A delegation of Lord Cashman, Peter Tatchell and Rachel Barnes, great-niece of Alan Turing hand compensation letter to 10 Downing Street.
The Prime Minister, Theresa May, is being urged to “compensate living men who were convicted under discriminatory, anti-gay laws – both before and after 1967 – in instances where their behaviour is now no longer a crime.”
Rachel Barnes, the great-niece of Alan Turing, Lord Michael Cashman, Peter Tatchell and Stephen Close, who suffered for three decades after being convicted of a consenting gay offence in 1983 delivered the compensation request letter to the Prime Minister at 10 Downing Street yesterday (June 26).
Of the men who were convicted prior to, and following, the partial decriminalisation of homosexuality in 1967, an estimated 10,000 to 20,000 are still alive.
Rachel Barnes, Alan Turing’s great niece, said: “I am sure my great-uncle would want gay men who suffered like he did to receive compensation. They deserve recompense for unjust imprisonment and fines, physical hardship, mental trauma and often impoverishment. No money can ever reverse lost and damaged lives but as a symbolic gesture compensation is important and the right thing to do.”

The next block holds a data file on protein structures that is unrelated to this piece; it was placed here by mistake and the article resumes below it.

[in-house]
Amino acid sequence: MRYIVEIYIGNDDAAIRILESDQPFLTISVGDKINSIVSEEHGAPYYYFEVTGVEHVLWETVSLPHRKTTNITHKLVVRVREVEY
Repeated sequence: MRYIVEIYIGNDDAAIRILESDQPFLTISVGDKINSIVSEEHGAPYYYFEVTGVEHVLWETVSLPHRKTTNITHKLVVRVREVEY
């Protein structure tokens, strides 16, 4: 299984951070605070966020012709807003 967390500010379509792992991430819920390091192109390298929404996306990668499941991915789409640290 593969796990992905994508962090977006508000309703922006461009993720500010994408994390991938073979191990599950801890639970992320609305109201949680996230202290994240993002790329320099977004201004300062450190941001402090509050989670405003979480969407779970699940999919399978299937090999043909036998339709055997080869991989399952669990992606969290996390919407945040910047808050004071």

Stephen Close convicted, aged 20, of consenting sex with another soldier in 1983 while in the Royal Fusiliers. said: “I was sentenced to six months in a military prison. I lost my job, home, income and pension. My homosexual conviction and ‘discharge with disgrace’ made it very difficult to get another job. I was near unemployable and was forced to do mediocre, low-paid jobs for three decades years. It caused me severe depression and ruined my life.”
Lord Michael Cashman added: “The government must now consider compensating those whose lives and careers were blighted and, in some cases, they still are.”
Peter Tatchell, Director of the Peter Tatchell Foundation, said: “These men deserve an apology and compensation for the terrible persecution they suffered. Many were jailed and nearly all endured devastating knock-on consequences. They often lost their jobs and became near unemployable and semi-destitute because of the stigma associated with having a conviction for a homosexual offence. Some experienced the break-up of their marriages and lost custody and access to their children. Families and friends disowned them and they were abused and sometimes assaulted in the street. Many descended into a downward spiral of depression, alcoholism, mental illness and suicide or attempted suicide. The psychological and emotional scars are devastating and long-lasting. That’s why they need and deserve state compensation.”
To read Peter Tatchell’s comprehensive, detailed exposure of the intensified police and judicial persecution of gay and bisexual men after 1967, click here: